It’s no secret that I am very serious about Pennsylvania Dutch cuisine. From shoo-fly pie and whoopie pie, to chicken pot pie and chicken corn soup, if it’s not prepared the Pennsylvania Dutch way, it’s not worth preparing in my book.
Tradition plays a large role in the Pennsylvania Dutch way of life. In fact, every year, on Shrove Tuesday, the Tuesday before Ash Wednesday, Pennsylvania Dutch folk celebrate one of my favorite holidays of the year, Fastnacht Day.
Fastnacht Day bears the German word for “before the fast.” Tradition holds that on this day, households use up all the fat in the house before Lent begins, making heavy, yeast-raised potato doughnuts that have come to be known as “fastnachts.”
As I was preparing to write about this tasty holiday, I realized that many people (even locals) do not know what a true fastnacht is in comparison to an everyday doughnut. (I also discovered that, contrary to all my beliefs, Fastnacht Day is NOT a national holiday…who knew?). At any rate, let me clear up some common Fastnacht Day misconceptions:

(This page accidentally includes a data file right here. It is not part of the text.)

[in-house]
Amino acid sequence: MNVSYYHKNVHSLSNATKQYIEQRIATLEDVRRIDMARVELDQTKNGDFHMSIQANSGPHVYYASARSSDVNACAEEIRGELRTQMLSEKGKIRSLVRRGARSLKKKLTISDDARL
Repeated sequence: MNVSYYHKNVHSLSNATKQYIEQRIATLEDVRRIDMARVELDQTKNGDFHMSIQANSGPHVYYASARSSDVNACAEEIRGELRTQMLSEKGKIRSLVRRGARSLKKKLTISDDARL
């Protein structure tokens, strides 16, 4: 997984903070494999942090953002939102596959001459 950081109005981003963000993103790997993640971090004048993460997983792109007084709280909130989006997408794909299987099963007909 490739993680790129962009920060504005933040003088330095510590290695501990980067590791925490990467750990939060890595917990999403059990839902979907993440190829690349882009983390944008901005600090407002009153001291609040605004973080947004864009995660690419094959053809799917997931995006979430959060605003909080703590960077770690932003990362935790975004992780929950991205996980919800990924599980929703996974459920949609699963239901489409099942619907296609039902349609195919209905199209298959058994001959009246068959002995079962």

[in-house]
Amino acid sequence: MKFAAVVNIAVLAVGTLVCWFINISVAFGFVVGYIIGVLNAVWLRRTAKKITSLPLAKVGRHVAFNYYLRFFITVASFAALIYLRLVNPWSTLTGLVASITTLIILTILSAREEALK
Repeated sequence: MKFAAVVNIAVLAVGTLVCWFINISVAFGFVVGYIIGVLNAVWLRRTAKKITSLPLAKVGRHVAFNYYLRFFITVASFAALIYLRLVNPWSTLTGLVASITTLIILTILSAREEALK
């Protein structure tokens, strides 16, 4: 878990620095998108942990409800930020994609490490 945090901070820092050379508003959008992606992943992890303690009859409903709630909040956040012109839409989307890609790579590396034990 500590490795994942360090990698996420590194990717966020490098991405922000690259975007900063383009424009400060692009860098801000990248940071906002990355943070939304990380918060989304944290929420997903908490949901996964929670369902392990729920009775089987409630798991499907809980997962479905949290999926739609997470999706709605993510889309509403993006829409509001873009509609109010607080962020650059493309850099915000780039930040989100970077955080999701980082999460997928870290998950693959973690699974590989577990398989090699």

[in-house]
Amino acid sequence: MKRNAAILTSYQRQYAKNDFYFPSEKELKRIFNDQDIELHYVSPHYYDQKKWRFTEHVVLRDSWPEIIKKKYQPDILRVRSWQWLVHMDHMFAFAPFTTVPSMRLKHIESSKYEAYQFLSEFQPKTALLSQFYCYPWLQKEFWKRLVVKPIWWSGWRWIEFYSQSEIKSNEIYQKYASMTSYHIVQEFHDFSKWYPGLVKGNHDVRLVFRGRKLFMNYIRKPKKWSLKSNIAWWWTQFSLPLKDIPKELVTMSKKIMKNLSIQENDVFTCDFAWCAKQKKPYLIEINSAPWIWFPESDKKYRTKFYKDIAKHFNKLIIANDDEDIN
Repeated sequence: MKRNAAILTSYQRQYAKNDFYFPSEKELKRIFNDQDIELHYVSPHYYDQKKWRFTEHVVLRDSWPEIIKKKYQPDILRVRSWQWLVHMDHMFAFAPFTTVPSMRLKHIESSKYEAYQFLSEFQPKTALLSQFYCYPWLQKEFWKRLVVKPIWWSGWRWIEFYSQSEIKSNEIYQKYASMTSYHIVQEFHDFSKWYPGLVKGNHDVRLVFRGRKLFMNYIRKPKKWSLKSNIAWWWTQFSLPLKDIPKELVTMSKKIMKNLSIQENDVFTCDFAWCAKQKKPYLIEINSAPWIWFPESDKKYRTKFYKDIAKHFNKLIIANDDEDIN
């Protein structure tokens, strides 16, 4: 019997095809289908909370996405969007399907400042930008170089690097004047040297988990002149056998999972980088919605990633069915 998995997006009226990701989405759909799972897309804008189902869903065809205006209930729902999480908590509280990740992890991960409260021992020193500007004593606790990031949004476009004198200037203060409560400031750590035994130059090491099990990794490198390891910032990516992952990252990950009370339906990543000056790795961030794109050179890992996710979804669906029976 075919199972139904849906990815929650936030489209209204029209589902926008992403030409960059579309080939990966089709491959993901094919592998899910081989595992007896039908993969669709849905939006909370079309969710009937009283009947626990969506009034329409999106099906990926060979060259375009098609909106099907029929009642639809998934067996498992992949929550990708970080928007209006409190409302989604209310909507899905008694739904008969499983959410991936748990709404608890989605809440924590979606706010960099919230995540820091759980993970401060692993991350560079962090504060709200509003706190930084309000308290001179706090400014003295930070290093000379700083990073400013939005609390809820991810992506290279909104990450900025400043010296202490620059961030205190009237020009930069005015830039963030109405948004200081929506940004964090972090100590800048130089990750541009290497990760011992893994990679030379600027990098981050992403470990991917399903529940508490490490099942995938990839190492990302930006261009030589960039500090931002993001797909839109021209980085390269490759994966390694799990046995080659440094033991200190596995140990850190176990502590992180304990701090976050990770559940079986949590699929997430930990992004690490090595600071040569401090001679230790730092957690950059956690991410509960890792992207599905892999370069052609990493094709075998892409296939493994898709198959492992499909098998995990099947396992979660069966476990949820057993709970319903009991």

So there you have it. The in’s and out’s of fastnachts. Want to make some? Here is a great recipe for making traditional “Dutch Doughnuts,” or fastnachts, from the book, “Pennsylvania Dutch Cookery,” written in 1936 by J. George Frederick. Enjoy!
Boil and mash 3 or 4 large potatoes in water enough to make 3 cups. To this add 1/4 teaspoon salt, 1 yeast cake dissolved, 1 cup of sugar, 1/2 cup of lard, enough flour to make a stiff batter. Cover well, keep in warm place over night. In the morning add 2 eggs, work into a soft dough, let rise, cut into cakes, let rise again, fry in deep fat.